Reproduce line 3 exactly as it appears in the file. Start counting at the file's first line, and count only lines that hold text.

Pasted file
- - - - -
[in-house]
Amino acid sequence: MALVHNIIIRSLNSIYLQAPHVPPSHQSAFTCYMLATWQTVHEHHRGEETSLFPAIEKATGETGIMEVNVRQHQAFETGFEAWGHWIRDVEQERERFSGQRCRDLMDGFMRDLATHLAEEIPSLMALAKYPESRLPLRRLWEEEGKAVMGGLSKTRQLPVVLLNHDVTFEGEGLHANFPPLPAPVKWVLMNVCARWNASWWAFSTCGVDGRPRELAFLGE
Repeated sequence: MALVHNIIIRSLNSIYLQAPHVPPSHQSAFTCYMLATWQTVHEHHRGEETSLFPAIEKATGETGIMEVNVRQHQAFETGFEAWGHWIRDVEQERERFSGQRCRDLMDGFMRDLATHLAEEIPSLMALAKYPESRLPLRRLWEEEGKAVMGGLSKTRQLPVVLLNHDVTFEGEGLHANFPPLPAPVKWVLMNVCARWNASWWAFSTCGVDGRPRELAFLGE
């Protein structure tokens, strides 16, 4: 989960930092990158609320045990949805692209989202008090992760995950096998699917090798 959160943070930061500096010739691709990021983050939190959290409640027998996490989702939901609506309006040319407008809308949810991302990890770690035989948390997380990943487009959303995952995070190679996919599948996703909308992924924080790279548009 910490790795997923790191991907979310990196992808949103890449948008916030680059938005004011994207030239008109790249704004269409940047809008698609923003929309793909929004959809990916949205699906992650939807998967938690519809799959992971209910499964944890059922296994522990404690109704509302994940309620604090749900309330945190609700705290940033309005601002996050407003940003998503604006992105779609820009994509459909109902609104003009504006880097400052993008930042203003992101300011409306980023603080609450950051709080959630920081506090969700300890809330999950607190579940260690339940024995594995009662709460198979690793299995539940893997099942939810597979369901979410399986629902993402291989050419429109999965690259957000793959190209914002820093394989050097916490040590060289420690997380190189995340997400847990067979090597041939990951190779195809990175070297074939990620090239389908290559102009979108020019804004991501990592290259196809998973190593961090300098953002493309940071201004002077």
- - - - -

Repeated sequence: MALVHNIIIRSLNSIYLQAPHVPPSHQSAFTCYMLATWQTVHEHHRGEETSLFPAIEKATGETGIMEVNVRQHQAFETGFEAWGHWIRDVEQERERFSGQRCRDLMDGFMRDLATHLAEEIPSLMALAKYPESRLPLRRLWEEEGKAVMGGLSKTRQLPVVLLNHDVTFEGEGLHANFPPLPAPVKWVLMNVCARWNASWWAFSTCGVDGRPRELAFLGE